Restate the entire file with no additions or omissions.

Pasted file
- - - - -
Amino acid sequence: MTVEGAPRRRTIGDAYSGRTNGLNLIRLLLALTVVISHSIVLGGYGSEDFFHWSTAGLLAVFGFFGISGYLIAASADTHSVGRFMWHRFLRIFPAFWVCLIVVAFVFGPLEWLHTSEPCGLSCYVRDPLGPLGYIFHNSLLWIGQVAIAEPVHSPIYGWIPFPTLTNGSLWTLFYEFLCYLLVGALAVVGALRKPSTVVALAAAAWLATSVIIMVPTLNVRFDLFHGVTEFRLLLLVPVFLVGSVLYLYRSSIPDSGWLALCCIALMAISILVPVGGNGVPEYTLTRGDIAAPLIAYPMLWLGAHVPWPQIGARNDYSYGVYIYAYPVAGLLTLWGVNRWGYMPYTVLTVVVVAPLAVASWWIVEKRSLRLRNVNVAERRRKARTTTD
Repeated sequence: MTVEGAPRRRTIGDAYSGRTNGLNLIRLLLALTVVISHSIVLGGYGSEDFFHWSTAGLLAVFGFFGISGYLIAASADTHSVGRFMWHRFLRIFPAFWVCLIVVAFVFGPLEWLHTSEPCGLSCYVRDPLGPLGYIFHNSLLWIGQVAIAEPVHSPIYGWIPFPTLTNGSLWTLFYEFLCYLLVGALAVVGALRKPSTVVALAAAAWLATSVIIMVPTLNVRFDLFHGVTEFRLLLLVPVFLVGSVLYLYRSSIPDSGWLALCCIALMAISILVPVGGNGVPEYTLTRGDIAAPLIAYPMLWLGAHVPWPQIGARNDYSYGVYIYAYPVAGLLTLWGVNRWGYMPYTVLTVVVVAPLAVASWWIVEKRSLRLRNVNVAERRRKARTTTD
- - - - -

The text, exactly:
Amino acid sequence: MTVEGAPRRRTIGDAYSGRTNGLNLIRLLLALTVVISHSIVLGGYGSEDFFHWSTAGLLAVFGFFGISGYLIAASADTHSVGRFMWHRFLRIFPAFWVCLIVVAFVFGPLEWLHTSEPCGLSCYVRDPLGPLGYIFHNSLLWIGQVAIAEPVHSPIYGWIPFPTLTNGSLWTLFYEFLCYLLVGALAVVGALRKPSTVVALAAAAWLATSVIIMVPTLNVRFDLFHGVTEFRLLLLVPVFLVGSVLYLYRSSIPDSGWLALCCIALMAISILVPVGGNGVPEYTLTRGDIAAPLIAYPMLWLGAHVPWPQIGARNDYSYGVYIYAYPVAGLLTLWGVNRWGYMPYTVLTVVVVAPLAVASWWIVEKRSLRLRNVNVAERRRKARTTTD
Repeated sequence: MTVEGAPRRRTIGDAYSGRTNGLNLIRLLLALTVVISHSIVLGGYGSEDFFHWSTAGLLAVFGFFGISGYLIAASADTHSVGRFMWHRFLRIFPAFWVCLIVVAFVFGPLEWLHTSEPCGLSCYVRDPLGPLGYIFHNSLLWIGQVAIAEPVHSPIYGWIPFPTLTNGSLWTLFYEFLCYLLVGALAVVGALRKPSTVVALAAAAWLATSVIIMVPTLNVRFDLFHGVTEFRLLLLVPVFLVGSVLYLYRSSIPDSGWLALCCIALMAISILVPVGGNGVPEYTLTRGDIAAPLIAYPMLWLGAHVPWPQIGARNDYSYGVYIYAYPVAGLLTLWGVNRWGYMPYTVLTVVVVAPLAVASWWIVEKRSLRLRNVNVAERRRKARTTTD